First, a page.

Dec. 28 (Bloomberg) -- Gasoline futures fell for the first time in seven sessions on speculation that demand for the motor fuel won’t improve.
Futures declined as consumption in the four weeks ended Dec. 16, measured by deliveries to wholesalers, was 4.7 percent below a year earlier, Energy Department data show. Retail gasoline use through Dec. 23 was down 1.6 percent from 2010, according to MasterCard Inc.’s SpendingPulse report today.
“There’s continued decline in gasoline demand in a year- on-year comparison,” said Andy Lipow, president of Lipow Oil Associates LLC in Houston.
Gasoline for January delivery fell 3.75 cents, or 1.4 percent, to settle at $2.6513 a gallon on the New York Mercantile Exchange. Prices are up 8.1 percent this year, after rising 41 percent through April 29.
Fuel use dropped below the year-earlier level for the 17th consecutive time last week, slipping 1.6 percent, according to the SpendingPulse report.
Demand may grow 0.2 percent next year after dropping 2.6 percent to a 10-year low in 2011, the department said in its Short-Term Energy Outlook Dec. 6.
Gasoline also weakened after the European Central Bank’s sheet soared to a record after increasing loans to keep credit flowing during the region’s debt crisis. The dollar gained 1 percent against the euro at 2:52 p.m. in New York, weakening the investment appeal of commodities.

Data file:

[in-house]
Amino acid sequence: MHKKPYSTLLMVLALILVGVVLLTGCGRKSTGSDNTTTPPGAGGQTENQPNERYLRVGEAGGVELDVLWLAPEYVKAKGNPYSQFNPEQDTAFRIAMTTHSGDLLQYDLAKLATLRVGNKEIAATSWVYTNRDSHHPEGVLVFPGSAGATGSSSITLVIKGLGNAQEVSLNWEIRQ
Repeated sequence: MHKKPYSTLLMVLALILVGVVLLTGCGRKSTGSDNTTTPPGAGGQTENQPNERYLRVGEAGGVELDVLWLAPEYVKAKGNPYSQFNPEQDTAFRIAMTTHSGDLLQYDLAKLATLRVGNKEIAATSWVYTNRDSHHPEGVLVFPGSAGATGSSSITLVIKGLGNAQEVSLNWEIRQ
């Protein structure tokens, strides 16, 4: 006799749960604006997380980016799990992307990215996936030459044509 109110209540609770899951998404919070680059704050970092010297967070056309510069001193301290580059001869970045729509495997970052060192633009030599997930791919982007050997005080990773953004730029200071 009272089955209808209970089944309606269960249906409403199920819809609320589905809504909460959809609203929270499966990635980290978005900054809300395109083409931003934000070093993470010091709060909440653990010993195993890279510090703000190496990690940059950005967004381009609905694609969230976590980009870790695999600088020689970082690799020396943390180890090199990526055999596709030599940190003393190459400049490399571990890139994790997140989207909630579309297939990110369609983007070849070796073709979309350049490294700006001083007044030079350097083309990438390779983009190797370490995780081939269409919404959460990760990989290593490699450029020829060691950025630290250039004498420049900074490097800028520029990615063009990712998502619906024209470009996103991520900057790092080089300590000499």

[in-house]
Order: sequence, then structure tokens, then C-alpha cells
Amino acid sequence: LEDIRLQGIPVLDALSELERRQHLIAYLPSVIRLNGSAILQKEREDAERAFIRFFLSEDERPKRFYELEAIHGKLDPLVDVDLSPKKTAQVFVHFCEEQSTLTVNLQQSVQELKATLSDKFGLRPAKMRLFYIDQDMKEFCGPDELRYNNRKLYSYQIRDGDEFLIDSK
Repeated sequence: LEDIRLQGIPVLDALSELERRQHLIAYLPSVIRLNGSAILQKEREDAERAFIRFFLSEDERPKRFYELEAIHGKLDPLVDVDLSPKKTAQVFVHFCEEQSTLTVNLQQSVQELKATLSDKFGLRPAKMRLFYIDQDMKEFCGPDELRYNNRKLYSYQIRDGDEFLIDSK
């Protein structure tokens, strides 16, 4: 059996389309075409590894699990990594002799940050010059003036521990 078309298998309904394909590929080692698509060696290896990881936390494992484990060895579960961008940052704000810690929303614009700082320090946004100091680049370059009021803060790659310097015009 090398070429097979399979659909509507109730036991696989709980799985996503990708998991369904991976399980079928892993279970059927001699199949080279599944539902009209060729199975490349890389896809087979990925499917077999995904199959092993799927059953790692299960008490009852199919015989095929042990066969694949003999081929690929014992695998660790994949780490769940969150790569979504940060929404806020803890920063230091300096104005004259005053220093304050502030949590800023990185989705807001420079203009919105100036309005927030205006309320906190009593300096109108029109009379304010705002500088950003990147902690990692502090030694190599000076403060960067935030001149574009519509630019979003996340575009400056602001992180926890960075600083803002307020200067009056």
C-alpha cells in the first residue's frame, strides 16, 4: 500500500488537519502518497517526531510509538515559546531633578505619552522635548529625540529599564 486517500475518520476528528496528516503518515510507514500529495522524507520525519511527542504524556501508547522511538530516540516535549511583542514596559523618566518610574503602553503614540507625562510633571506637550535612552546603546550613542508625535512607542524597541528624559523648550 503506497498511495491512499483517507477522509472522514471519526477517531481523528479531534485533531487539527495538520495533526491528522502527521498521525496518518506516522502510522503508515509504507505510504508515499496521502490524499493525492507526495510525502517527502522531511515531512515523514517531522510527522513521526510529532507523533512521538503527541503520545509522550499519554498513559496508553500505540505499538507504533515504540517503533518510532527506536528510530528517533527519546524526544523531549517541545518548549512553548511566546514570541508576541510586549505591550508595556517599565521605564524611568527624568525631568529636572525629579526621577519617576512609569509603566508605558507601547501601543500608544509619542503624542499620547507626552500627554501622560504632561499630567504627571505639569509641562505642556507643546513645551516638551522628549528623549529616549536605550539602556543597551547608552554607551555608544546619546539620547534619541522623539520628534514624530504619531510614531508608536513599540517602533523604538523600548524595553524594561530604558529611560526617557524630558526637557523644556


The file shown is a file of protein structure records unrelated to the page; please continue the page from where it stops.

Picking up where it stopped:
“The market is reacting to the weakness in the euro,” said Phil Flynn, vice president of research at PFGBest in Chicago. “That balance report did shake us up a bit. And there’s no expectation gasoline demand is going to be strong.”
The Energy Department is scheduled to report last week’s inventories tomorrow. The report will probably show that distillate stockpiles fell 650,000 barrels, according to the median estimate of 10 analysts in a survey by Bloomberg News.
“We’ve got three months of winter ahead of us and people are expecting another draw in inventories last week,” Lipow said.
Supplies of gasoline decreased 500,000 barrels, according to the survey.
The industry-funded American Petroleum Institute is scheduled to report last week’s inventories at 4:30 p.m. today in New York.
January-delivery heating oil declined 1.51 cents, or 0.5 percent, to settle at $2.8934 a gallon. Prices are heading for a 14 percent gain in 2011.
Regular gasoline at the pump, averaged nationwide, rose 1.2 cents to $3.243 a gallon yesterday, according to AAA data. Prices were 6.4 percent above a year earlier.
--With assistance from Gabi Thesing in London. Editors: David Marino, Charlotte Porter
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